I think I got stung by the ACEO bug...
I totally honor
who introduced me to the ACEO's!
[“Art Cards, Editions and Originals”]
Frank Maguire is stung by this contagious ACEO bug too and is producing like crazy!
And did you see Nira Dabush 's Four Seasons ACEO's yet?
Wonderful how the ACEO fever is grabbing all of us at Art Wanted and beyond!
I love to work with the batik method to outline the abstract shapes.
The white lines enhance the colors and provide that extra bold dimension.
ACEO stands for
"Art Cards, Editions & Originals".
These cards have one main rule
- they are 2 ½ x 3 ½ inches
(6.4cm x 8.9 cm) -
the size of a (baseball) trading card.
The French artists were the first to come up with advertisement on the art cards. It wasn't until the mid-1700's that the English picked up on the idea of using the Art cards for advertising.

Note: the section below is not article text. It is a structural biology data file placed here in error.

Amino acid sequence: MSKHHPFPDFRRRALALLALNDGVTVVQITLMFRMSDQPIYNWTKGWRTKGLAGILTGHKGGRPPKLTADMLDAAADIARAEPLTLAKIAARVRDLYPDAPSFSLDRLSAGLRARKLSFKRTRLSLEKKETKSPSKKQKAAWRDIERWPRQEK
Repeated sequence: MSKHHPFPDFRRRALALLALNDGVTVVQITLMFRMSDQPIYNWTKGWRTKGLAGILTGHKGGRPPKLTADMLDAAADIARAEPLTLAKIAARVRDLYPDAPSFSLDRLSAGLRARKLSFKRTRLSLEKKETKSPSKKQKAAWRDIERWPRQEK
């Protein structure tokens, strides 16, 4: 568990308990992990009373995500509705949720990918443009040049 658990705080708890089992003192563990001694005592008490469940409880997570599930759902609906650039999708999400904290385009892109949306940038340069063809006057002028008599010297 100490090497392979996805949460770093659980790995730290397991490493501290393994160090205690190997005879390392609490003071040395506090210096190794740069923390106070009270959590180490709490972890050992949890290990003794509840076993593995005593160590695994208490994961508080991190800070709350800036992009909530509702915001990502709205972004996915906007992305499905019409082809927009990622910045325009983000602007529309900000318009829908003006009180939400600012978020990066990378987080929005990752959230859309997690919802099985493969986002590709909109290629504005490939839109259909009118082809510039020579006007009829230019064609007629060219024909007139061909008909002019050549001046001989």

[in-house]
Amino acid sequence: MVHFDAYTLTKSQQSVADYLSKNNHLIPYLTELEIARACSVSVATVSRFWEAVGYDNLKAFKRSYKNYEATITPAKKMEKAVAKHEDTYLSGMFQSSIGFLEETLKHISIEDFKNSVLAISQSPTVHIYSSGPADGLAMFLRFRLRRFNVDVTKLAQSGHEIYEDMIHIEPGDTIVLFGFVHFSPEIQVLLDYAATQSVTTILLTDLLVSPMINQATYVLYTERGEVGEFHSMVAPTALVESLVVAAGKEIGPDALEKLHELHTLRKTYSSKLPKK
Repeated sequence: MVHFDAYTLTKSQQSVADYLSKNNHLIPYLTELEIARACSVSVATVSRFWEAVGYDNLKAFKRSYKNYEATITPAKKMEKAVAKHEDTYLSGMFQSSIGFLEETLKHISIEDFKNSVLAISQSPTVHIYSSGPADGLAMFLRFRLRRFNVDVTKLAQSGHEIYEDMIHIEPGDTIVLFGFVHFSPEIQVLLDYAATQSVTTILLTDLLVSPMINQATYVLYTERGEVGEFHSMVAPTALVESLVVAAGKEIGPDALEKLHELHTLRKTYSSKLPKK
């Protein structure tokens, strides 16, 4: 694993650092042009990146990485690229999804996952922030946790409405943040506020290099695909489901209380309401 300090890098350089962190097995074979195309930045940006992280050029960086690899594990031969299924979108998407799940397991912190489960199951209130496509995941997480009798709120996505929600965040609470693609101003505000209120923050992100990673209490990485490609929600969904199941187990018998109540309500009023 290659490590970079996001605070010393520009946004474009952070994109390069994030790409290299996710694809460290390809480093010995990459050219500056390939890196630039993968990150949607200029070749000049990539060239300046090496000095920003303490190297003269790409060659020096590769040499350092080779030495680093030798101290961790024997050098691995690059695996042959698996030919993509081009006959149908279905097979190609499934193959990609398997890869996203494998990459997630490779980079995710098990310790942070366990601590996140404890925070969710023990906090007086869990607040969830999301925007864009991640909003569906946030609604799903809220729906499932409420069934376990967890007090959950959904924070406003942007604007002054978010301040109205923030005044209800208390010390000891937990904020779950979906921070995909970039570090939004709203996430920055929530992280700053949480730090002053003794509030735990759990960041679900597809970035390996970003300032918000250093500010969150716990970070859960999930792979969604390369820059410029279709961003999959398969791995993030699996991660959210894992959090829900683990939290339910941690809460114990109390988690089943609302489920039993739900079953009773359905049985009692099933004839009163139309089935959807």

In 1887 "baseball" cards started to appear. These early cards are now very rare and it is uncertain what they were made of. They were not mass produced. During the period 1902 - 1935 baseball was in its golden years. Cards during this time were usually sold with bubble gum, chewing tobacco and cracker jacks. As they were marketed with different size products, baseball cards were different sizes and it was not until the 1960s that the modern 2.5 x 3.5 size was standardized.
Copyright Olga van Dijk
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